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Cubs beat Dodgers to reach brink of first World Series since 1945

LOS ANGELES – Deciding against ace Clayton Kershaw for Game 5, the Dodgers instead sent out the ghosts against the Cubs on Thursday night at Dodger Stadium.

But Jon Lester was nine months old when Steve Garvey kept the Cubs out of the World Series in 1984. And Addison Russell was in fourth grade when Eric Karros stood at first base for the double-play relay that never came in that fateful eighth inning in 2003.

How do you believe in ghosts when you can’t see them?

By the time Garvey and Karros got done whipping the Dodger Stadium crowd into a pregame frenzy with a surprise introduction of broadcasting legend Vin Scully, Lester and Russell quickly got to work putting the Cubs on the brink of silencing 71 years of much bigger franchise ghosts.

Lester continued his October of dominance for the Cubs with seven more shutdown innings, and Russell hit his second big home run in as many nights as the Cubs beat the Dodgers 8-4 Thursday night to take a commanding 3-2 lead in the best-of-seven National League Championship Series.

“The city of Chicago’s got to be buzzing pretty much right now,” Cubs manager Joe Maddon said.

For the third time since 1945 – first since they were famously five outs away in 2003 – the Cubs are one victory from the World Series as they head home for Game 6 on Saturday night.

“Like Rizz said, it’s gonna be epic,” said third baseman Kris Bryant, who had two more hits in this one. “It’s certainly gonna be loud and fun. The cool thing about Wrigley is all the fans are right on top of you. You feel the energy more than the bigger stadiums. We’re certainly going to feed off it.”

And if the apparent imminence of the first Cubs World Series since integration represents another historic hurdle – a target, even – Maddon said it’s something his team plans to embrace like they did the favorite’s target this season.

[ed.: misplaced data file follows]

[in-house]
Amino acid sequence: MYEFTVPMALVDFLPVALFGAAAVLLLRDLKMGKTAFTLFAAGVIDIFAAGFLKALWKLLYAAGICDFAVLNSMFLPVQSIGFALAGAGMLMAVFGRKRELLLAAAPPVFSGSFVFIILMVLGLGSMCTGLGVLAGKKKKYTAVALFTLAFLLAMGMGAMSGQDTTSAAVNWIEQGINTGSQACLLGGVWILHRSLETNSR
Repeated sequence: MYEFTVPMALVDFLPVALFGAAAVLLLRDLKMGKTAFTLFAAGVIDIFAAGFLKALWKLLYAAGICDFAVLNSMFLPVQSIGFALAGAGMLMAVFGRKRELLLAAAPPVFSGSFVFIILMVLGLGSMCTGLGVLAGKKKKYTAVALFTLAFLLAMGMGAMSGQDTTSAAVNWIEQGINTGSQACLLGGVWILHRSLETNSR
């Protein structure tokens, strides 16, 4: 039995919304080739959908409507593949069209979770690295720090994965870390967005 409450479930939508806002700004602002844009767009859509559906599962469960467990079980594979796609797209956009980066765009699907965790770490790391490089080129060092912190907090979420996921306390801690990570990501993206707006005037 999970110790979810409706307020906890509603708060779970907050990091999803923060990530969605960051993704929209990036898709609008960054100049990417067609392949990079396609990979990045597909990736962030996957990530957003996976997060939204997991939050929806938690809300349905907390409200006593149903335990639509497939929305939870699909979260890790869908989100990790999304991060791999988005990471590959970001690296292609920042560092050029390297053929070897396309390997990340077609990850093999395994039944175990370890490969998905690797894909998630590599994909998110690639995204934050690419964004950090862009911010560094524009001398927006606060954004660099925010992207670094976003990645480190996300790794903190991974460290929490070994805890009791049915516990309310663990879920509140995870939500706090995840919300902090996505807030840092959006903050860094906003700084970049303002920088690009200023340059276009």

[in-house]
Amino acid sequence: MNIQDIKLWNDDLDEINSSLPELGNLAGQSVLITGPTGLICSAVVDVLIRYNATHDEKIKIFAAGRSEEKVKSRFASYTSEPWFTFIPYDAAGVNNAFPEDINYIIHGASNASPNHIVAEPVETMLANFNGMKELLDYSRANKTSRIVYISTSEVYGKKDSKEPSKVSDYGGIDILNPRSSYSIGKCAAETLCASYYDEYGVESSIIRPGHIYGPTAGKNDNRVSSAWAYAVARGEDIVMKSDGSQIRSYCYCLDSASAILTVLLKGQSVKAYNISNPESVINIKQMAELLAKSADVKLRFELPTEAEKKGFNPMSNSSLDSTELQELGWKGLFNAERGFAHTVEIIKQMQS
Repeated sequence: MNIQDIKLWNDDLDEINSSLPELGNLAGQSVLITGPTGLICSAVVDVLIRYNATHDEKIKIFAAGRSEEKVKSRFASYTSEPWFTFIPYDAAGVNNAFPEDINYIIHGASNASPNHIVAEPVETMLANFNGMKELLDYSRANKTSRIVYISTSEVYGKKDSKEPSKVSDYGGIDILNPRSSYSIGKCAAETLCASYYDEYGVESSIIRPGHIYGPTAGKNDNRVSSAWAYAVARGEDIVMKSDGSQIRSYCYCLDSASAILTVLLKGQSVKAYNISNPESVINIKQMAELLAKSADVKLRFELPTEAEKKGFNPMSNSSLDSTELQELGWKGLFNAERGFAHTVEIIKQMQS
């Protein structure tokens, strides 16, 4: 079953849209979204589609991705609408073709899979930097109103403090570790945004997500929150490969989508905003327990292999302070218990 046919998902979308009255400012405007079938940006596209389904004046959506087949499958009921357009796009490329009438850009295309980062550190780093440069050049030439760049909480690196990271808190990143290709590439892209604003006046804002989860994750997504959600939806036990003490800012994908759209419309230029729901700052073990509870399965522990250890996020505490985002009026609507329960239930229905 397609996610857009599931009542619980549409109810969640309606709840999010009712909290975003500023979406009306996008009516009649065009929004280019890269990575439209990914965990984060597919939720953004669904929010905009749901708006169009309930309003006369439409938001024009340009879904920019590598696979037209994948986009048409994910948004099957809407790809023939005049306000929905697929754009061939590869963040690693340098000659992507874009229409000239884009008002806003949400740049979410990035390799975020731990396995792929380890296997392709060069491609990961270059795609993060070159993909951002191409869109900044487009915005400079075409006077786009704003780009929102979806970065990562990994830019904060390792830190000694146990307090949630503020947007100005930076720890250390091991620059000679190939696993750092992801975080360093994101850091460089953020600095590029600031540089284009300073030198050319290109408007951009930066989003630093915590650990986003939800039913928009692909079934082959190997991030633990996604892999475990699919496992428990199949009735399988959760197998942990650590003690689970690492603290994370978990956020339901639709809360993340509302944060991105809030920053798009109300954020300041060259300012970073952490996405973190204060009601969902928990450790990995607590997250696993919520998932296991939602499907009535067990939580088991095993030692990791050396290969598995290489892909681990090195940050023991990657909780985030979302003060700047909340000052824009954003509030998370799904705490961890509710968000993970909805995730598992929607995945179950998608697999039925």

“That’s been our goal all year,” he said. “Now that we’re very close to it, I want us to go out and play the same game. We’re not going to run away from anything. It’s within our reach right now. I want to go after it like, `Lets just go play our Saturday game and see how it falls.’ “

They’ll face Kershaw in Game 6, but thanks to Thursday’s late-inning outburst, their long-elusive World Series does not depend on beating the best pitcher in baseball.

“You’d much rather go home under those circumstances than the other,” Maddon said. “It’ll be a formidable event.

“Nothing has been decided obviously,” he added. “We have to go back home and play our ‘A’ game.”

Rookie Willson Contreras seems oblivious to the historic weight of the weekend at Wrigley Field.

“Probably a lot of people think that we as young players are gonna put pressure on ourselves,” he said. “We don’t have pressure on ourselves. We’re just trying to do our best.

“We’ve been waiting for this for a long time,” he added of the chance at a World Series. “Now I think it’s time to show that we can play baseball our way.”

The Cubs backed up Lester’s shutdown pitching with seven late-inning runs to rout the Dodgers for the second consecutive game after falling behind 2-1 in the series.

Lester, who started both Game 1 victories for the Cubs this postseason, went seven strong, allowing just one in the fourth, never trailing.

Russell, who snapped out of a postseason-long slump Wednesday, hit the two-run homer in the sixth that put the Cubs ahead, before they added five more in a sloppy eighth inning by the Dodgers.

“Just rounding the bases it was pretty exciting,” Russell said. “I was pumped up not only for myself but for the team and the little cushion Jonny had to go from there.”

Lester allowed just five hits and one walk.

“This guy is an ultimate competitor,” Dodger manager Dave Roberts said of Lester. “He’s going to find a way to get outs.”

Cubs postseason star Javy Baez made the defensive play of the game on Adrian Gonzalez’s bunt past the mound in the seventh – bare-handing and throwing in one motion to get Gonzalez by a half-step (after a replay challenge overturned a safe call).

Then he added a three-run double in the eighth – coming up limping briefly after turning his ankle slightly rounding second.

He stayed in the game and said afterward he was fine.

“These guys won the game for us tonight,” Lester said of Russell and Baez. “I was just kind of along for the ride.

“Obviously, we all know what we have in front of us with Kershaw going into Game 6,” he added. “And we’re going to do the same thing we’ve done all year: show up on Saturday and be ready to play. Hopefully, he’s not the good Kershaw, and we get kind of the mediocre guy that gives up a few runs and we’re able to hold them where they’re at.”